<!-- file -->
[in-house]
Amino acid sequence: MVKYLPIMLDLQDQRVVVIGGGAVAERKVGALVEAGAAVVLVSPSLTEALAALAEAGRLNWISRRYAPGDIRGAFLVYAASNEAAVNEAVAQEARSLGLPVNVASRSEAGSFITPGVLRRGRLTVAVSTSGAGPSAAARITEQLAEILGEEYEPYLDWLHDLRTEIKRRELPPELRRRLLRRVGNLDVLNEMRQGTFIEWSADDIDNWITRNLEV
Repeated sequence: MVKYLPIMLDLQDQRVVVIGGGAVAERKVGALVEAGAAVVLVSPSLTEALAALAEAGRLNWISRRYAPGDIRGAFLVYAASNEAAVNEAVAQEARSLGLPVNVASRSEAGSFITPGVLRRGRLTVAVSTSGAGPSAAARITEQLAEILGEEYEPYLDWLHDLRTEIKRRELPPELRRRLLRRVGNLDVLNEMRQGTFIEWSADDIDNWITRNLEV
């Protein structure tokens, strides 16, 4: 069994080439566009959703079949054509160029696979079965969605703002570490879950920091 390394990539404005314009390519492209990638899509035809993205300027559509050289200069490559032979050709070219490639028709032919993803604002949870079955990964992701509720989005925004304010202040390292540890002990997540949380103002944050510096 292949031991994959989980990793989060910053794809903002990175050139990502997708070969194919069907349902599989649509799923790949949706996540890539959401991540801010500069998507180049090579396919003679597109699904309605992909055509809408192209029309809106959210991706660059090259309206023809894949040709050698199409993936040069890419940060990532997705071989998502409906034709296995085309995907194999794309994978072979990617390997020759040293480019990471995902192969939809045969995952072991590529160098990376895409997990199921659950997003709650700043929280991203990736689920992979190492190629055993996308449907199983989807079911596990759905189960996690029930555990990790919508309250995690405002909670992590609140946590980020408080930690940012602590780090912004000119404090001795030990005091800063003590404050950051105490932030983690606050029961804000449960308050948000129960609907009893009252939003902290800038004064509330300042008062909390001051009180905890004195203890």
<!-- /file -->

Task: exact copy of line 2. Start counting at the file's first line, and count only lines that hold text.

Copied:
Amino acid sequence: MVKYLPIMLDLQDQRVVVIGGGAVAERKVGALVEAGAAVVLVSPSLTEALAALAEAGRLNWISRRYAPGDIRGAFLVYAASNEAAVNEAVAQEARSLGLPVNVASRSEAGSFITPGVLRRGRLTVAVSTSGAGPSAAARITEQLAEILGEEYEPYLDWLHDLRTEIKRRELPPELRRRLLRRVGNLDVLNEMRQGTFIEWSADDIDNWITRNLEV